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For those of us not entirely ensconced in all things Game of Thrones, HBO's newest show, Gentleman Jack, is serving up a different degree of period drama.
If you saw Taika Waititi’s early films when they first came out, you might have had the feeling of being initiated into a small club, weird and wonderful and wholly unforgettable. Waititi’s signature style of dry-yet-warm humor was born in his homeland of New Zealand, incubated among a small creative community that included collaborators like Jemaine Clement and Bret McKenzie of Flight of the Conchords, and has since graced the boulevards of Hollywood...
In the fictional land of Press – the BBC’s newest situation drama premiering on TV in September – there exist two main worlds: The Post and The Herald.
Coolest hotels in the wild: From glass pods in New Zealand to luxury tree houses in Thailand
Tales of spirits, the afterlife, and the paranormal are often passed down from generation to generation. Through recounting these stories, myth can get entangled in fact and vice versa, and can eventually make up a reality that we’re both eager to hear and take part in.
“I would be a turkey,” Sam Neill says to me as we sip his own label of pinot noir. I had asked him about naming his farm animals after famous people — his friends who have consented, he assures me. There’s Anjelica Huston the sheep, Helena Bonham Carter the cow, and Imogen Poots the sow, along with a cast of other animal characters like Ewan McGregor and Meryl Streep.
There has never been a better time to think locally. Farm-to-table, and in some cases even roof-to-table, has become a cultural phenomenon, with like-minded restaurants springing up across the country. Meanwhile, everyone from culinary establishments to French chefs are taking note—and in the case of Relais & Châteaux’s newest collab with Slow Food, this means bringing back near-extinct ingredients.
On my last night in New Orleans I found myself in Tremé with neighbourhood residents, barbecueing on a vacant lot next to the Candlelight Lounge. I’d gone there to catch a rotating cast of brass-band musicians who play every Wednesday night, and sometimes on Mondays.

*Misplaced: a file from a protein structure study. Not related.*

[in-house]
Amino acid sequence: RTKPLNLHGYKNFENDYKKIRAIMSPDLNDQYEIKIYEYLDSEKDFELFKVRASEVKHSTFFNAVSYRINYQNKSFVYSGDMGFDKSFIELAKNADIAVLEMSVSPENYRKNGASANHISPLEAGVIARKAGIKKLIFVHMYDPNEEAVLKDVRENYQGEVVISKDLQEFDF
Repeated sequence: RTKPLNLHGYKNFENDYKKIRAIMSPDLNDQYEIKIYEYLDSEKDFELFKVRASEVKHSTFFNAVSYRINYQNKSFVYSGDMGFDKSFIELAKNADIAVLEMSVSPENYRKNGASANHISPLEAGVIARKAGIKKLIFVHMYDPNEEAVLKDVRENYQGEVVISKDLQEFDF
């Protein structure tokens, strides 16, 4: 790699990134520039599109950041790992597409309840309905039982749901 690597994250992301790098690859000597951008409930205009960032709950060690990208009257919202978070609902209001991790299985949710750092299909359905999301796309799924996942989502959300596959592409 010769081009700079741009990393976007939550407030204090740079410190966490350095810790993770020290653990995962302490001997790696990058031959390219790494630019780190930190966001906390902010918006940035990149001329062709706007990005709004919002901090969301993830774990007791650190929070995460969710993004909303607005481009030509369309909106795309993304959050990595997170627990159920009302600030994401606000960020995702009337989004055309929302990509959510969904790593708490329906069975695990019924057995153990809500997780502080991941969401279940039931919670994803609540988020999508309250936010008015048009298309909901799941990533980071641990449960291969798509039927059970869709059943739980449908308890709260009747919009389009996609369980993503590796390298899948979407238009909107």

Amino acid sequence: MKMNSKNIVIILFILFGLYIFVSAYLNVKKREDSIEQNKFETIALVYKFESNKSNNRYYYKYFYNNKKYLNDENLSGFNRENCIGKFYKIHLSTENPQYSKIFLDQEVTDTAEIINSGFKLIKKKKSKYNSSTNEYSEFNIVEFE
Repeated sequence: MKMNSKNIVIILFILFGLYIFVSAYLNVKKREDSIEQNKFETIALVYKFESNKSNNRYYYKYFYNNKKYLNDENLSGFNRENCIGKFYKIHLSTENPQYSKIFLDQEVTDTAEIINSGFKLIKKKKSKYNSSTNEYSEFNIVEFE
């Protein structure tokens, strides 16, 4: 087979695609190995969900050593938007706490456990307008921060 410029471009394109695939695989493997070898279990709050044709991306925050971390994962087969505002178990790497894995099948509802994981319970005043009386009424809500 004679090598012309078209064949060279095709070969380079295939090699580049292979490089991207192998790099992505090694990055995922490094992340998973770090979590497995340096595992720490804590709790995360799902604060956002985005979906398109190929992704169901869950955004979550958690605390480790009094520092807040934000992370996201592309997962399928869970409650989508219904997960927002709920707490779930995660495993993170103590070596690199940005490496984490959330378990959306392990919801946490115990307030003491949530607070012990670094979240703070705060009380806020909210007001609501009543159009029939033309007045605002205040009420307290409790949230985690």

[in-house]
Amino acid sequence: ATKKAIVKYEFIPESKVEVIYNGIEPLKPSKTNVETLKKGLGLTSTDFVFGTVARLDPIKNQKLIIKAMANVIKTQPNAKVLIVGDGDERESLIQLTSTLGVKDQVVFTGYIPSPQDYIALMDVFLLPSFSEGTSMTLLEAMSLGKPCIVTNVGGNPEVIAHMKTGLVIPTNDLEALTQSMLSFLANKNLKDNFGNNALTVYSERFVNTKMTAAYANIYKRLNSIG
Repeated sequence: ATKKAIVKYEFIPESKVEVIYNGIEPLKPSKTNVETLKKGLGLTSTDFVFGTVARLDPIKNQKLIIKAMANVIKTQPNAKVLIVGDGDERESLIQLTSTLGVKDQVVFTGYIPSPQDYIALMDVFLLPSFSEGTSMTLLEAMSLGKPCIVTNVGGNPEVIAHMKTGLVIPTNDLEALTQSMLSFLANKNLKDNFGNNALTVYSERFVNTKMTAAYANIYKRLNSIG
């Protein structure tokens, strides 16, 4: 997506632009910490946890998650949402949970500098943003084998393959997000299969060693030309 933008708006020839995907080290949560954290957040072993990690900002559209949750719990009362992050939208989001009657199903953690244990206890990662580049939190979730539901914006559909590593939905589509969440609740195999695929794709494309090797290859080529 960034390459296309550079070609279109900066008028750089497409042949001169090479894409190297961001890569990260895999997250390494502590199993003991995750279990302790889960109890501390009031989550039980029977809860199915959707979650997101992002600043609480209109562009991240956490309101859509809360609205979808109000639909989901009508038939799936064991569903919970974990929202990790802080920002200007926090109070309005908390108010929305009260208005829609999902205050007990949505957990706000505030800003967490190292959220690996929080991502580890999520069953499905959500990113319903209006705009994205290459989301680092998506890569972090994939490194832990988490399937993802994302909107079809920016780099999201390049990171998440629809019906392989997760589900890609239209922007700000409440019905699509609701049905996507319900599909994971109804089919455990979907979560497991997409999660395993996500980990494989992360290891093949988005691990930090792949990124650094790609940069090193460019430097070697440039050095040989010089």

Philip Larkin probably said it best: “They fuck you up, your mum and dad.” For some, the scars will barely be detectable; for others, they’ll hurt for a lifetime. But for a lucky few, that inevitability will inspire great art. One of them is author and former MSNBC gossip columnist Jeannette Walls, who captured her difficult, unorthodox upbringing in her award-winning 2005 memoir The Glass Castle. Another is filmmaker Destin Daniel Cretton, who grew up the second oldest of six on the island o...
For every traveler who craves the decadent amenities found at one of the world's most high-end hotels, there's another who'd rather have a luxury stay that's a bit off the beaten path. Here, DEPARTURES hand-picks nine of the world's most unique hotels, from classic Airstreams to design-minded treehouses.
Vidanta Nuevo Vallarta resort, just north of Puerto Vallarta on the west side of Mexico, is a sprawling vista of lush riverbeds peppered with impeccable landscaping of indigenous plant life. The half-dozen hotels on the property – connected via miles of wood-decked paths – provide luxury accommodation to more than 3,000 mostly American and Mexican guests.
Krysten Anderson, a second-generation driver of Grave Digger, shows us what it's like behind the wheel of an iconic monster truck.
Krysten Anderson, 21, has rounded out her first year as a professional Monster Jam truck driver with Grave Digger as her chariot.